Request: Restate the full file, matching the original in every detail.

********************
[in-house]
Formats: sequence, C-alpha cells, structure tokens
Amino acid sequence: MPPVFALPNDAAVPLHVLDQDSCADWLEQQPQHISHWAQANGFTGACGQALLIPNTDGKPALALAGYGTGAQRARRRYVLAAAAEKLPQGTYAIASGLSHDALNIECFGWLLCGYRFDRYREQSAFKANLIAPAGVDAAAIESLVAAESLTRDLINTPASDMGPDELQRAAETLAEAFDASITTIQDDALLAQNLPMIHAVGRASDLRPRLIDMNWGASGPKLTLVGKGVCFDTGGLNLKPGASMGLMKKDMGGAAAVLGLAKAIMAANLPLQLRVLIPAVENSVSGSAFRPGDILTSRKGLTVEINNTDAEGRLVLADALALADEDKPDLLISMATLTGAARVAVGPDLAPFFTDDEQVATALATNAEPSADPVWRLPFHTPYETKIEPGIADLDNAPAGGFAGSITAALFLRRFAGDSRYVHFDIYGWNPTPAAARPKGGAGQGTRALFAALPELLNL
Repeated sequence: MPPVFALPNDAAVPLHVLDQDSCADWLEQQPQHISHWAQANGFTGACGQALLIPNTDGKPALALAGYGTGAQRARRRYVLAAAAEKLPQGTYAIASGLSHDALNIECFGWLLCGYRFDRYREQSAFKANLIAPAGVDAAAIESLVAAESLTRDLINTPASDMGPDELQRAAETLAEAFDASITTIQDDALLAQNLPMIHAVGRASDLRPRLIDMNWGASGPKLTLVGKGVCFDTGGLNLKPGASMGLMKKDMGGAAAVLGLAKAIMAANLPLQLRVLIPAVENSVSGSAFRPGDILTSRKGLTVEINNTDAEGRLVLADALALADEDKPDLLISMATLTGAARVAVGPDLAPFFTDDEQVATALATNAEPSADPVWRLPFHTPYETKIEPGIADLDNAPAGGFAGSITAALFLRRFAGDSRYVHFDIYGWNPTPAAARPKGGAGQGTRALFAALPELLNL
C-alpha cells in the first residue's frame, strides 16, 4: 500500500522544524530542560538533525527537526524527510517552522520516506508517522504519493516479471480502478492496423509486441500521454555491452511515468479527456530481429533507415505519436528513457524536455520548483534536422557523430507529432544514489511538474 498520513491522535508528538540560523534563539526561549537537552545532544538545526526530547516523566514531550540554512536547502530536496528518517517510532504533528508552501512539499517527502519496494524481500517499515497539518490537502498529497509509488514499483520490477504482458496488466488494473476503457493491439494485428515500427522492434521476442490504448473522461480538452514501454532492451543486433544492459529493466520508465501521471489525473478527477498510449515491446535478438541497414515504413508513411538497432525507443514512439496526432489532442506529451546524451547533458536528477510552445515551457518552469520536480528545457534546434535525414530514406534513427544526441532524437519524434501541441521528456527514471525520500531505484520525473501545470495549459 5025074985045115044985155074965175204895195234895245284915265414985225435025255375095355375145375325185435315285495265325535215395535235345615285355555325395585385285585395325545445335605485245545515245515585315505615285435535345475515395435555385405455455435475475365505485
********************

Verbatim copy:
[in-house]
Formats: sequence, C-alpha cells, structure tokens
Amino acid sequence: MPPVFALPNDAAVPLHVLDQDSCADWLEQQPQHISHWAQANGFTGACGQALLIPNTDGKPALALAGYGTGAQRARRRYVLAAAAEKLPQGTYAIASGLSHDALNIECFGWLLCGYRFDRYREQSAFKANLIAPAGVDAAAIESLVAAESLTRDLINTPASDMGPDELQRAAETLAEAFDASITTIQDDALLAQNLPMIHAVGRASDLRPRLIDMNWGASGPKLTLVGKGVCFDTGGLNLKPGASMGLMKKDMGGAAAVLGLAKAIMAANLPLQLRVLIPAVENSVSGSAFRPGDILTSRKGLTVEINNTDAEGRLVLADALALADEDKPDLLISMATLTGAARVAVGPDLAPFFTDDEQVATALATNAEPSADPVWRLPFHTPYETKIEPGIADLDNAPAGGFAGSITAALFLRRFAGDSRYVHFDIYGWNPTPAAARPKGGAGQGTRALFAALPELLNL
Repeated sequence: MPPVFALPNDAAVPLHVLDQDSCADWLEQQPQHISHWAQANGFTGACGQALLIPNTDGKPALALAGYGTGAQRARRRYVLAAAAEKLPQGTYAIASGLSHDALNIECFGWLLCGYRFDRYREQSAFKANLIAPAGVDAAAIESLVAAESLTRDLINTPASDMGPDELQRAAETLAEAFDASITTIQDDALLAQNLPMIHAVGRASDLRPRLIDMNWGASGPKLTLVGKGVCFDTGGLNLKPGASMGLMKKDMGGAAAVLGLAKAIMAANLPLQLRVLIPAVENSVSGSAFRPGDILTSRKGLTVEINNTDAEGRLVLADALALADEDKPDLLISMATLTGAARVAVGPDLAPFFTDDEQVATALATNAEPSADPVWRLPFHTPYETKIEPGIADLDNAPAGGFAGSITAALFLRRFAGDSRYVHFDIYGWNPTPAAARPKGGAGQGTRALFAALPELLNL
C-alpha cells in the first residue's frame, strides 16, 4: 500500500522544524530542560538533525527537526524527510517552522520516506508517522504519493516479471480502478492496423509486441500521454555491452511515468479527456530481429533507415505519436528513457524536455520548483534536422557523430507529432544514489511538474 498520513491522535508528538540560523534563539526561549537537552545532544538545526526530547516523566514531550540554512536547502530536496528518517517510532504533528508552501512539499517527502519496494524481500517499515497539518490537502498529497509509488514499483520490477504482458496488466488494473476503457493491439494485428515500427522492434521476442490504448473522461480538452514501454532492451543486433544492459529493466520508465501521471489525473478527477498510449515491446535478438541497414515504413508513411538497432525507443514512439496526432489532442506529451546524451547533458536528477510552445515551457518552469520536480528545457534546434535525414530514406534513427544526441532524437519524434501541441521528456527514471525520500531505484520525473501545470495549459 5025074985045115044985155074965175204895195234895245284915265414985225435025255375095355375145375325185435315285495265325535215395535235345615285355555325395585385285585395325545445335605485245545515245515585315505615285435535345475515395435555385405455455435475475365505485